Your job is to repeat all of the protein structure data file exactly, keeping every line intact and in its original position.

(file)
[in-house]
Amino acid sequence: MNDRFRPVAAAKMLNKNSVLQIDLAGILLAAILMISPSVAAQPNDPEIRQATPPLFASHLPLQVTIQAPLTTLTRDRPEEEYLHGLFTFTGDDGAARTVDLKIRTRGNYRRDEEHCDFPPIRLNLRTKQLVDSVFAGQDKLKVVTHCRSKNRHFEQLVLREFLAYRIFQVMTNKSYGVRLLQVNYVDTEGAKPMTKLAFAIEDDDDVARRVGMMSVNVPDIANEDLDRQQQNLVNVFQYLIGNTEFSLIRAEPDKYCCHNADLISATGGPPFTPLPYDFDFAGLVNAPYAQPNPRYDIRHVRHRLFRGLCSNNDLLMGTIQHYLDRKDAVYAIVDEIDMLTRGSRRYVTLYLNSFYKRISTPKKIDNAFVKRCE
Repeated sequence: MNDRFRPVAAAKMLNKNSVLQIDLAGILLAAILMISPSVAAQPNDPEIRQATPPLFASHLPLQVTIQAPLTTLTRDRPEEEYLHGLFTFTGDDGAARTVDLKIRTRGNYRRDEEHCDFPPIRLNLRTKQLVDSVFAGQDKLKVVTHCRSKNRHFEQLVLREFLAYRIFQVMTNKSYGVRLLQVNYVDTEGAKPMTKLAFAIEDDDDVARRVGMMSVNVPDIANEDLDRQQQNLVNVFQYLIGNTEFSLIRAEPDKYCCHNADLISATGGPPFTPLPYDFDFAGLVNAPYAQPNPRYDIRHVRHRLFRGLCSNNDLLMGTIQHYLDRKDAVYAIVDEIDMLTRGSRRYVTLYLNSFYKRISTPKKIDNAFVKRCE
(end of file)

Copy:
[in-house]
Amino acid sequence: MNDRFRPVAAAKMLNKNSVLQIDLAGILLAAILMISPSVAAQPNDPEIRQATPPLFASHLPLQVTIQAPLTTLTRDRPEEEYLHGLFTFTGDDGAARTVDLKIRTRGNYRRDEEHCDFPPIRLNLRTKQLVDSVFAGQDKLKVVTHCRSKNRHFEQLVLREFLAYRIFQVMTNKSYGVRLLQVNYVDTEGAKPMTKLAFAIEDDDDVARRVGMMSVNVPDIANEDLDRQQQNLVNVFQYLIGNTEFSLIRAEPDKYCCHNADLISATGGPPFTPLPYDFDFAGLVNAPYAQPNPRYDIRHVRHRLFRGLCSNNDLLMGTIQHYLDRKDAVYAIVDEIDMLTRGSRRYVTLYLNSFYKRISTPKKIDNAFVKRCE
Repeated sequence: MNDRFRPVAAAKMLNKNSVLQIDLAGILLAAILMISPSVAAQPNDPEIRQATPPLFASHLPLQVTIQAPLTTLTRDRPEEEYLHGLFTFTGDDGAARTVDLKIRTRGNYRRDEEHCDFPPIRLNLRTKQLVDSVFAGQDKLKVVTHCRSKNRHFEQLVLREFLAYRIFQVMTNKSYGVRLLQVNYVDTEGAKPMTKLAFAIEDDDDVARRVGMMSVNVPDIANEDLDRQQQNLVNVFQYLIGNTEFSLIRAEPDKYCCHNADLISATGGPPFTPLPYDFDFAGLVNAPYAQPNPRYDIRHVRHRLFRGLCSNNDLLMGTIQHYLDRKDAVYAIVDEIDMLTRGSRRYVTLYLNSFYKRISTPKKIDNAFVKRCE